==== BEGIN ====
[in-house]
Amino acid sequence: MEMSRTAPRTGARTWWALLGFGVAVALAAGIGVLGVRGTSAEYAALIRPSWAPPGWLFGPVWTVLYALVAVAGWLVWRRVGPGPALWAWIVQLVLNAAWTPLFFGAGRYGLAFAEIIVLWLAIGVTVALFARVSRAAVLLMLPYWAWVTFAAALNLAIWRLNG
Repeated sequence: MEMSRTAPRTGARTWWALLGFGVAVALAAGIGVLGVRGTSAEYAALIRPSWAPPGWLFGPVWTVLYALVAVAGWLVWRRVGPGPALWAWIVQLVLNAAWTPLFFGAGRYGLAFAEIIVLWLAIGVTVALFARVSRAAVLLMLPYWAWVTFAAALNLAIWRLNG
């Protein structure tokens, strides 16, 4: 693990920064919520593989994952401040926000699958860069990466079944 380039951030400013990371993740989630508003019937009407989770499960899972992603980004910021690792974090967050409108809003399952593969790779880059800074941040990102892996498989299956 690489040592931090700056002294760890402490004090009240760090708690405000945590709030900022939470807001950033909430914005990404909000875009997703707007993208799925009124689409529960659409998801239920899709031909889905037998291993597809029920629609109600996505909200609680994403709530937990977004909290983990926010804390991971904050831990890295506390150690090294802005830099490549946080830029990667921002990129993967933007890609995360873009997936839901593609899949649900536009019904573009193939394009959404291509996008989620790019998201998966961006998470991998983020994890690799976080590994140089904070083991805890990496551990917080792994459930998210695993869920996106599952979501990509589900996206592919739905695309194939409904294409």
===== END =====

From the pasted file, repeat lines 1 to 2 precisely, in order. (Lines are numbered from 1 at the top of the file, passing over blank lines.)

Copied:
[in-house]
Amino acid sequence: MEMSRTAPRTGARTWWALLGFGVAVALAAGIGVLGVRGTSAEYAALIRPSWAPPGWLFGPVWTVLYALVAVAGWLVWRRVGPGPALWAWIVQLVLNAAWTPLFFGAGRYGLAFAEIIVLWLAIGVTVALFARVSRAAVLLMLPYWAWVTFAAALNLAIWRLNG